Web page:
There’s no end to ransomware in sight. It’s a simple enough attack — install malware, encrypt data/system, and ask for the ransom — so why aren’t we stopping ransomware? Security vendors are keenly aware of the issue, as well as the attack vectors and methods, but can’t seem to stay a step ahead, causing ransomware to grow from $1 billion in damages in 2016 to an estimated $5 billion in 2017. There are two basic reasons ransomware continues to be a “success” for cyber criminals.
Ransomware attacks are not a fake threat – they are real and increasing day by day. The below insights on ransomware history can help you understand the evolution of its delivery and extortion strategies and be better prepared in case you become the victim of an attack.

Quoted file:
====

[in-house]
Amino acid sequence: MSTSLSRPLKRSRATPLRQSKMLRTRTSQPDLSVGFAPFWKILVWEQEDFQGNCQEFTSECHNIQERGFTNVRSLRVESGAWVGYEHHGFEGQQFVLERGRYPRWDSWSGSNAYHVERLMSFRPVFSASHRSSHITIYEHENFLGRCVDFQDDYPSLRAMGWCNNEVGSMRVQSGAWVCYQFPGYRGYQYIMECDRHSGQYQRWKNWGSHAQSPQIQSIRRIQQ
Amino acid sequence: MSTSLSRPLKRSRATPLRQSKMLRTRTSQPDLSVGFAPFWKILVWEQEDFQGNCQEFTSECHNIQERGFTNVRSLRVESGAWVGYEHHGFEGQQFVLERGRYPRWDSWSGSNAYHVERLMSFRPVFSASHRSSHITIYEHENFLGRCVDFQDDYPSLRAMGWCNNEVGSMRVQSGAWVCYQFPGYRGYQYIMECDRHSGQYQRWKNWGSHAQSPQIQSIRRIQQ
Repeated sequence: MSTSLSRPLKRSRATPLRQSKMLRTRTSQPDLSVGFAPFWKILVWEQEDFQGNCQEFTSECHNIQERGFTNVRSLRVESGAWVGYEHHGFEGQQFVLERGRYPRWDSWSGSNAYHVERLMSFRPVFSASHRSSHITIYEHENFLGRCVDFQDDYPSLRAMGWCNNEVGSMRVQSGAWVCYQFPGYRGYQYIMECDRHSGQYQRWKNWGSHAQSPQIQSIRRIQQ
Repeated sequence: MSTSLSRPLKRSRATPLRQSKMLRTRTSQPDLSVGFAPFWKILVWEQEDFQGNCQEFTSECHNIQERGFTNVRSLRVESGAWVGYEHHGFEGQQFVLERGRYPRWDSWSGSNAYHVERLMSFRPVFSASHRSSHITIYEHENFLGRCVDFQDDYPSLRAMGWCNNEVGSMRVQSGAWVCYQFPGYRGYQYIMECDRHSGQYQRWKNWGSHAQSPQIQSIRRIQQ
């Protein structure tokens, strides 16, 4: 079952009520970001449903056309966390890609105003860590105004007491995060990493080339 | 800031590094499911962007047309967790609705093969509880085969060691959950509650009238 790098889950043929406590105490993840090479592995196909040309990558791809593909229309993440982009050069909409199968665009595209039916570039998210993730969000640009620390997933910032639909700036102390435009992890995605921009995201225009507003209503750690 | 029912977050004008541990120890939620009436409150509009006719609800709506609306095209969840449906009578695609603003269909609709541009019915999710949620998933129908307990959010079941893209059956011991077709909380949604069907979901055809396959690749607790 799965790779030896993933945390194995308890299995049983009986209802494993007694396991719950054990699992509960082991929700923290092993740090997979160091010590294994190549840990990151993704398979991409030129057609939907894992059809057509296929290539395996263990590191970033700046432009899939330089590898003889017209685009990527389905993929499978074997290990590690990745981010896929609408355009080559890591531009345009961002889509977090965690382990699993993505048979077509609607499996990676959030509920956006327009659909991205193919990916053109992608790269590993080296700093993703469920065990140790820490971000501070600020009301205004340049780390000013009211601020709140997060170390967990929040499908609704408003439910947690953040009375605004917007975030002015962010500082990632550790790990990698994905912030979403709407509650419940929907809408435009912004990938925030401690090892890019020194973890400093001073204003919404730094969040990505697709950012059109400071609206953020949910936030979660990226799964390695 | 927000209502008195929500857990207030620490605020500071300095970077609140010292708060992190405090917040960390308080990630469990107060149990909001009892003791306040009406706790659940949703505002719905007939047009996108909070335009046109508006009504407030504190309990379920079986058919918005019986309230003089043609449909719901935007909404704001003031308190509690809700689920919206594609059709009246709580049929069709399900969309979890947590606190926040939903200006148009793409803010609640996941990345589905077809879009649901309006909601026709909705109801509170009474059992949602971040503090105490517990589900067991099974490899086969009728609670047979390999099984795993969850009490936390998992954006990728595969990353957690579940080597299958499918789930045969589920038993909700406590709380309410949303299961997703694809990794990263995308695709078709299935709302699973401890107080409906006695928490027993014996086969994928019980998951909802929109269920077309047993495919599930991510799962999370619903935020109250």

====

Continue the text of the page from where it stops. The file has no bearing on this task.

Ransomware, locker or crypto-malware, has been around for a long time — decades in fact. Originally, ransomware was an annoyance and a con-trick, but today’s ransomware is considerably different and presents much more of a sophisticated threat to systems and users.